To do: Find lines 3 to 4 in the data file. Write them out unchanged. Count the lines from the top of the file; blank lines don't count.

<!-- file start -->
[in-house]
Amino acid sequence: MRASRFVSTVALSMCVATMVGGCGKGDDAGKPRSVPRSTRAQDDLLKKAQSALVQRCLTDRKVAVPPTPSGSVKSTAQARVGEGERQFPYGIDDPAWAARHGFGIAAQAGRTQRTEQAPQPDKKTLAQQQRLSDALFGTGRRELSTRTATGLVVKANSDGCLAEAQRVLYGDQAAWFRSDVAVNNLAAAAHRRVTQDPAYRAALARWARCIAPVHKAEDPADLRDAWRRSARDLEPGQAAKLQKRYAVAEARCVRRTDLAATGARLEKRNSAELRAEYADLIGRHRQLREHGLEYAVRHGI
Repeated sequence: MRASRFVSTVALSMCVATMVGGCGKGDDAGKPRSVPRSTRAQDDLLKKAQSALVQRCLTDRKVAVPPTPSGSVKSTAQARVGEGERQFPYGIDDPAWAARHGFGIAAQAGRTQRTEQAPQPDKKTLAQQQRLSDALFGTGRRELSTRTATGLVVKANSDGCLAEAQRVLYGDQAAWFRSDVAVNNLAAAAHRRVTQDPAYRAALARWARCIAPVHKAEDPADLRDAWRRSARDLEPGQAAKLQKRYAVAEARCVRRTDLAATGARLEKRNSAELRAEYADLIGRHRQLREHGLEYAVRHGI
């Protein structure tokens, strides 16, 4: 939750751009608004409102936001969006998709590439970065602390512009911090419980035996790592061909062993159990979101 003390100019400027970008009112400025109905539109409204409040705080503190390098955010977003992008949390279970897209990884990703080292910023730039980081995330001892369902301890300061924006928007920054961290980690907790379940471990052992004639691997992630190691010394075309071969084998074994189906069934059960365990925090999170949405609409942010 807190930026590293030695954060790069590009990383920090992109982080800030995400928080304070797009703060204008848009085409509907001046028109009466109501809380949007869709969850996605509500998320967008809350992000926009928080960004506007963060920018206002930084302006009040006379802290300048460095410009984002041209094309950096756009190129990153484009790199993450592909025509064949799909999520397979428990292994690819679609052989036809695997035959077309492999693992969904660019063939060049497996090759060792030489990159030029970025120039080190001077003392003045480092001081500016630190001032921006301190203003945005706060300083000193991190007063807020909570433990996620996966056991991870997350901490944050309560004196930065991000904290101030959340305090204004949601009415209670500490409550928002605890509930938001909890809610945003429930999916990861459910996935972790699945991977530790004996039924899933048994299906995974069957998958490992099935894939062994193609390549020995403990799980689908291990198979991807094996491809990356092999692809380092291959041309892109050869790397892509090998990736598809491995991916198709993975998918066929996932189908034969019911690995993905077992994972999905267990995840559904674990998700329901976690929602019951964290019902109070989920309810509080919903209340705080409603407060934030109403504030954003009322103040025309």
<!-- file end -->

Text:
Repeated sequence: MRASRFVSTVALSMCVATMVGGCGKGDDAGKPRSVPRSTRAQDDLLKKAQSALVQRCLTDRKVAVPPTPSGSVKSTAQARVGEGERQFPYGIDDPAWAARHGFGIAAQAGRTQRTEQAPQPDKKTLAQQQRLSDALFGTGRRELSTRTATGLVVKANSDGCLAEAQRVLYGDQAAWFRSDVAVNNLAAAAHRRVTQDPAYRAALARWARCIAPVHKAEDPADLRDAWRRSARDLEPGQAAKLQKRYAVAEARCVRRTDLAATGARLEKRNSAELRAEYADLIGRHRQLREHGLEYAVRHGI
């Protein structure tokens, strides 16, 4: 939750751009608004409102936001969006998709590439970065602390512009911090419980035996790592061909062993159990979101 003390100019400027970008009112400025109905539109409204409040705080503190390098955010977003992008949390279970897209990884990703080292910023730039980081995330001892369902301890300061924006928007920054961290980690907790379940471990052992004639691997992630190691010394075309071969084998074994189906069934059960365990925090999170949405609409942010 807190930026590293030695954060790069590009990383920090992109982080800030995400928080304070797009703060204008848009085409509907001046028109009466109501809380949007869709969850996605509500998320967008809350992000926009928080960004506007963060920018206002930084302006009040006379802290300048460095410009984002041209094309950096756009190129990153484009790199993450592909025509064949799909999520397979428990292994690819679609052989036809695997035959077309492999693992969904660019063939060049497996090759060792030489990159030029970025120039080190001077003392003045480092001081500016630190001032921006301190203003945005706060300083000193991190007063807020909570433990996620996966056991991870997350901490944050309560004196930065991000904290101030959340305090204004949601009415209670500490409550928002605890509930938001909890809610945003429930999916990861459910996935972790699945991977530790004996039924899933048994299906995974069957998958490992099935894939062994193609390549020995403990799980689908291990198979991807094996491809990356092999692809380092291959041309892109050869790397892509090998990736598809491995991916198709993975998918066929996932189908034969019911690995993905077992994972999905267990995840559904674990998700329901976690929602019951964290019902109070989920309810509080919903209340705080409603407060934030109403504030954003009322103040025309």